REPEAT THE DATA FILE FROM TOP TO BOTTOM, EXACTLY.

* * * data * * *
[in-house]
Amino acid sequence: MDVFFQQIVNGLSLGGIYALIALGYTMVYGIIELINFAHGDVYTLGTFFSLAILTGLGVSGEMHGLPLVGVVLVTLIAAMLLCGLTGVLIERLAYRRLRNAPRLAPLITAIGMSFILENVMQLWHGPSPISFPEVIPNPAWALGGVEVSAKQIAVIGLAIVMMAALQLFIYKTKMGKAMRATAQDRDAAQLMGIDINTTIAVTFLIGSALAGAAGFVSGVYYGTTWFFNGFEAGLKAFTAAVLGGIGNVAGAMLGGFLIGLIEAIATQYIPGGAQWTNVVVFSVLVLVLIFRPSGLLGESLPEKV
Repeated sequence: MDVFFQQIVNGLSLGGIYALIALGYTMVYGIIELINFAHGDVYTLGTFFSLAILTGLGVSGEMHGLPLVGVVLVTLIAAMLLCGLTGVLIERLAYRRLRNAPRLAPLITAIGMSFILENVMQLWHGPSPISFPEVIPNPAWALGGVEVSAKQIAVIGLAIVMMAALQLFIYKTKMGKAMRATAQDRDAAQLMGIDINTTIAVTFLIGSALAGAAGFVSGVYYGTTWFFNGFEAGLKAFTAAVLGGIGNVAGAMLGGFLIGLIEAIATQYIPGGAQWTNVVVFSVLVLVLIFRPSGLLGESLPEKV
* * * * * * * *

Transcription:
[in-house]
Amino acid sequence: MDVFFQQIVNGLSLGGIYALIALGYTMVYGIIELINFAHGDVYTLGTFFSLAILTGLGVSGEMHGLPLVGVVLVTLIAAMLLCGLTGVLIERLAYRRLRNAPRLAPLITAIGMSFILENVMQLWHGPSPISFPEVIPNPAWALGGVEVSAKQIAVIGLAIVMMAALQLFIYKTKMGKAMRATAQDRDAAQLMGIDINTTIAVTFLIGSALAGAAGFVSGVYYGTTWFFNGFEAGLKAFTAAVLGGIGNVAGAMLGGFLIGLIEAIATQYIPGGAQWTNVVVFSVLVLVLIFRPSGLLGESLPEKV
Repeated sequence: MDVFFQQIVNGLSLGGIYALIALGYTMVYGIIELINFAHGDVYTLGTFFSLAILTGLGVSGEMHGLPLVGVVLVTLIAAMLLCGLTGVLIERLAYRRLRNAPRLAPLITAIGMSFILENVMQLWHGPSPISFPEVIPNPAWALGGVEVSAKQIAVIGLAIVMMAALQLFIYKTKMGKAMRATAQDRDAAQLMGIDINTTIAVTFLIGSALAGAAGFVSGVYYGTTWFFNGFEAGLKAFTAAVLGGIGNVAGAMLGGFLIGLIEAIATQYIPGGAQWTNVVVFSVLVLVLIFRPSGLLGESLPEKV